ITU creates best practice sharing tool as worldwide networks hold strong

The International Telecommunication Union (ITU), has created a new mechanism to educate authorities on how to improve network resilience and maintain performance during this difficult period.

The new platform will aim to share best practices and initiatives to improve the performance of networks as traffic increases due to increased number of home workers and children staying home from work. This is an opportunity for authorities to learn from what is being done elsewhere from emergency spectrum reassignments to guidelines for consumers on responsible use.

“The platform ITU is launching today aims to assist national policy makers, regulators and industry stakeholders to ensure that networks are kept resilient and telecommunication services are available to all to the maximum extent possible by sharing best practices and initiatives put in place during the COVID-19 crisis,” said ITU Secretary-General Houlin Zhao.

“It will collect relevant and trustworthy information and expertise on actions that telecommunication policy makers, regulators and others in the regulatory community can use to ensure that their telecommunication networks and services serve the needs of their country.”

Prior to this announcement, the Body of European Regulators for Electronic Communications (BEREC) set up a very similar mechanism for members of the European Union. This announcement coincided with calls for Netflix to downgrade performance from High-definition (HD) to Standard-definition (SD) to ease congestion on the networks as more consumers search for entertainment during the lockdown.

Since the request to the streaming giants, the majority have suggested they would introduce measures to ensure their services do not add to congestion too severely, while Facebook has also said it would follow suit with its own social networking platforms.

Although this seems to be a precautionary measure from the ITU, it does appear networks around the world are managing the increased internet traffic during off-peak hours effectively.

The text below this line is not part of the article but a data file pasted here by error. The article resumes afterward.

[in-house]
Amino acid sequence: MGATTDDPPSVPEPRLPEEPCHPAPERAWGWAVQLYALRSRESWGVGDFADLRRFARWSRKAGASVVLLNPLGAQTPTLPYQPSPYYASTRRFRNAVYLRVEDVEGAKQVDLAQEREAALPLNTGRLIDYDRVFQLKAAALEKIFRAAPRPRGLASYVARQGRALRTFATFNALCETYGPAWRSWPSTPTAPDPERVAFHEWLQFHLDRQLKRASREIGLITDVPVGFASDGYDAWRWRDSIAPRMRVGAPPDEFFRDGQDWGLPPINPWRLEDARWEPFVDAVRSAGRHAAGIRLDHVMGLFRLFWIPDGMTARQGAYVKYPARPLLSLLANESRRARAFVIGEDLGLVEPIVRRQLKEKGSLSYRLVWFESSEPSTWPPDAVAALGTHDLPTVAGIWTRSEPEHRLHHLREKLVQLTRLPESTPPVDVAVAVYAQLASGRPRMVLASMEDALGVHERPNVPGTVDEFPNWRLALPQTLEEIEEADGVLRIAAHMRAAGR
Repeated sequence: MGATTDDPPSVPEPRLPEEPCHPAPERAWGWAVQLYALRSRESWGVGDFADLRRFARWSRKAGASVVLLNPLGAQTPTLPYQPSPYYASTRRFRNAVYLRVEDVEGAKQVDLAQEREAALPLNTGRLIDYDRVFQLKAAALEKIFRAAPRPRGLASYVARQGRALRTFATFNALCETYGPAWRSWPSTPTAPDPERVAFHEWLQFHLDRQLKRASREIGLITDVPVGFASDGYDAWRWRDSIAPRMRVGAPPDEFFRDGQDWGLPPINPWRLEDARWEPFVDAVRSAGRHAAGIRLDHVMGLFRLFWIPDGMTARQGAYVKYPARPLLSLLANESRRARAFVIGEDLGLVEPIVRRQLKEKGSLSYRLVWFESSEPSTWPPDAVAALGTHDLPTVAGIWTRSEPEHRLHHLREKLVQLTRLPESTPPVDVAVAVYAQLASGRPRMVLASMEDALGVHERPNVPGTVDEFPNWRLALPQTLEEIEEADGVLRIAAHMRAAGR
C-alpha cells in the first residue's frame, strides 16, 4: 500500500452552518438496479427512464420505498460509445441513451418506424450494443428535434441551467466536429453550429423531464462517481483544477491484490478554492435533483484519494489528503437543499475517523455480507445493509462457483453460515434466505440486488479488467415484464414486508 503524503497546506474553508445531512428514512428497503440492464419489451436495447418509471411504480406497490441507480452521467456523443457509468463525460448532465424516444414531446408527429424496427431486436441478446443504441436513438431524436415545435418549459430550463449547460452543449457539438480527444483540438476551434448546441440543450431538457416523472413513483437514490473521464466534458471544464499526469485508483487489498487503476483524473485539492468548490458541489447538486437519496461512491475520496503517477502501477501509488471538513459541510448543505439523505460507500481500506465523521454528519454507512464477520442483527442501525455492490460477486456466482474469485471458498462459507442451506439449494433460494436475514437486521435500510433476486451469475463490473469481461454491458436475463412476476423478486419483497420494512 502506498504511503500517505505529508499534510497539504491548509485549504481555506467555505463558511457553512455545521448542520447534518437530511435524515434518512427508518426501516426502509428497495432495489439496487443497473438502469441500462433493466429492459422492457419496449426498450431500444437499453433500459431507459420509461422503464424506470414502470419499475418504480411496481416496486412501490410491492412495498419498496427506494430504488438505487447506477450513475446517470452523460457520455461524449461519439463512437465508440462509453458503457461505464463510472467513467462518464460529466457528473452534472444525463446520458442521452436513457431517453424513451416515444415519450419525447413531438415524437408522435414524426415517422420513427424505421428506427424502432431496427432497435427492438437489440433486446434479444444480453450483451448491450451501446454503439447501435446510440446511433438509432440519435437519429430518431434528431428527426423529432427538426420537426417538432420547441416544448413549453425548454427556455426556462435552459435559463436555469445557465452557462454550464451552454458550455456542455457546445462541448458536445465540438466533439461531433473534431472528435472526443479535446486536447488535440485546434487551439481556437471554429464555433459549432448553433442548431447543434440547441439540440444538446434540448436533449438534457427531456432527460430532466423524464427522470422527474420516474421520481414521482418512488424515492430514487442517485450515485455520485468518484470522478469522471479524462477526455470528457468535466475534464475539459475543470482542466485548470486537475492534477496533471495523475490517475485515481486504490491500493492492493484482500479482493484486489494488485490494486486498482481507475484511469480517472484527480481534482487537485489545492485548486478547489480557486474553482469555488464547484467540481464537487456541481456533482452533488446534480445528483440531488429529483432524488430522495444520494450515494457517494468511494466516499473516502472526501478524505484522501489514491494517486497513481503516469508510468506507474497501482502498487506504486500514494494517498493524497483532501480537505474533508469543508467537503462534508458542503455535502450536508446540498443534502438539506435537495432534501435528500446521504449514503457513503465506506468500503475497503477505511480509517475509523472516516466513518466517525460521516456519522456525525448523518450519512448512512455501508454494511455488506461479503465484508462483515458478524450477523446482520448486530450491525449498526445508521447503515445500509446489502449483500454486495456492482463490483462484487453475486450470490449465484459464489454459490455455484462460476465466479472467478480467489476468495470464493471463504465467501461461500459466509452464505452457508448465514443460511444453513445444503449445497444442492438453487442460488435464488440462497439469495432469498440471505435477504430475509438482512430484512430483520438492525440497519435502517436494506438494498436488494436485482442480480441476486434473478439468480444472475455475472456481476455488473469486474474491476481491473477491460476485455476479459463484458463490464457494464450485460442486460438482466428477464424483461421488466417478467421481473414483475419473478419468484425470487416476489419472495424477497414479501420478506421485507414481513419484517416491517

In Italy, Telecom Italia CEO Luigi Gubitosi suggested traffic had increased by 70% in the Lombardy region, partly thanks to increased usage of online games such as Fortnite and Call of Duty, though there have been few reports that network performance has suffered.

The South Korean ICT Ministry released a report to suggest internet traffic had increased 13% over the course of March, though the networks are standing up to the strain, while in Hungary, the National Media and Infocommunications Authority (NMHH) released a similar statement claiming confidence.

Over in the US, the FCC granted requests from AT&T and Verizon for Special Temporary Authority to use additional spectrum, though Chairman Ajit Pai is confident in the resilience of the networks:

“We have been encouraged by the feedback we have received so far both regarding the ability of their networks to handle changes in usage patterns caused by the coronavirus outbreak and how networks are performing so far,” Pai said in a statement.

UK telco BT went as far as releasing facts and figures to alleviate concerns. The network has seen a surge in traffic of 35-60%, peaking at 7.5 Tbps, though this is still well below the historical peak of 17.5 Tbps driven by videogame updates and streaming football. Virgin Media has also said traffic is up 50% over its broadband network, though it is still comfortably below what it would expect in peak hours.

These two statements are very important for UK confidence as combined BT’s Openreach and Virgin Media’s network are responsible for at least 93% (Omdia World Information Series, accurate to 2019-end) of the broadband connections across the market.

The initiative from the ITU is certainly one which should be welcomed by the industry, more information is better in these unprecedented times, but what should always be worth bearing in mind is that the networks are standing up to the pressure.